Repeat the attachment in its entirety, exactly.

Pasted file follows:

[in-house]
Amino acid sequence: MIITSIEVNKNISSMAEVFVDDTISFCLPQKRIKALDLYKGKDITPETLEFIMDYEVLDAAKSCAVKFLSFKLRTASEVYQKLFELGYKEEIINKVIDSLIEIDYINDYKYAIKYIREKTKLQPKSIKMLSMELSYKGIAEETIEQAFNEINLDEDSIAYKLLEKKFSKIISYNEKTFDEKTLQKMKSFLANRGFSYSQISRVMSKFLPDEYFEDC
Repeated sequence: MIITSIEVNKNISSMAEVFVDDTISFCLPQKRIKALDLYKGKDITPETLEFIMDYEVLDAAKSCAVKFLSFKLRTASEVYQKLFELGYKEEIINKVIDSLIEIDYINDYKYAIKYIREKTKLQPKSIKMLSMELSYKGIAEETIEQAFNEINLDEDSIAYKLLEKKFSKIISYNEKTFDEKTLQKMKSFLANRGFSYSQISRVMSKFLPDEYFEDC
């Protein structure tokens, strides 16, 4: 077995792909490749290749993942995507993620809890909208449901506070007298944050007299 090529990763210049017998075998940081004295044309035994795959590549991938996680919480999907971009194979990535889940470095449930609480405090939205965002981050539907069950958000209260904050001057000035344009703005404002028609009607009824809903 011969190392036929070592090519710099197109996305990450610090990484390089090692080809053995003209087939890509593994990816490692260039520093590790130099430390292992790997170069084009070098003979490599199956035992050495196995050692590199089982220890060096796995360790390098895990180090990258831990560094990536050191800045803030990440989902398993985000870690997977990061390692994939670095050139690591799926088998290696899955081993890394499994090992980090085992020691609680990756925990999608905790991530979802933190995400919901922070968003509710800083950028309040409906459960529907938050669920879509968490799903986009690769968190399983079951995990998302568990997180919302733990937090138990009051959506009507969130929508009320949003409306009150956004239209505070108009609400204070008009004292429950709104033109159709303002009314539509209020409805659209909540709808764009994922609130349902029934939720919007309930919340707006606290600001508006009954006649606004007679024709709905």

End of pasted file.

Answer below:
[in-house]
Amino acid sequence: MIITSIEVNKNISSMAEVFVDDTISFCLPQKRIKALDLYKGKDITPETLEFIMDYEVLDAAKSCAVKFLSFKLRTASEVYQKLFELGYKEEIINKVIDSLIEIDYINDYKYAIKYIREKTKLQPKSIKMLSMELSYKGIAEETIEQAFNEINLDEDSIAYKLLEKKFSKIISYNEKTFDEKTLQKMKSFLANRGFSYSQISRVMSKFLPDEYFEDC
Repeated sequence: MIITSIEVNKNISSMAEVFVDDTISFCLPQKRIKALDLYKGKDITPETLEFIMDYEVLDAAKSCAVKFLSFKLRTASEVYQKLFELGYKEEIINKVIDSLIEIDYINDYKYAIKYIREKTKLQPKSIKMLSMELSYKGIAEETIEQAFNEINLDEDSIAYKLLEKKFSKIISYNEKTFDEKTLQKMKSFLANRGFSYSQISRVMSKFLPDEYFEDC
């Protein structure tokens, strides 16, 4: 077995792909490749290749993942995507993620809890909208449901506070007298944050007299 090529990763210049017998075998940081004295044309035994795959590549991938996680919480999907971009194979990535889940470095449930609480405090939205965002981050539907069950958000209260904050001057000035344009703005404002028609009607009824809903 011969190392036929070592090519710099197109996305990450610090990484390089090692080809053995003209087939890509593994990816490692260039520093590790130099430390292992790997170069084009070098003979490599199956035992050495196995050692590199089982220890060096796995360790390098895990180090990258831990560094990536050191800045803030990440989902398993985000870690997977990061390692994939670095050139690591799926088998290696899955081993890394499994090992980090085992020691609680990756925990999608905790991530979802933190995400919901922070968003509710800083950028309040409906459960529907938050669920879509968490799903986009690769968190399983079951995990998302568990997180919302733990937090138990009051959506009507969130929508009320949003409306009150956004239209505070108009609400204070008009004292429950709104033109159709303002009314539509209020409805659209909540709808764009994922609130349902029934939720919007309930919340707006606290600001508006009954006649606004007679024709709905």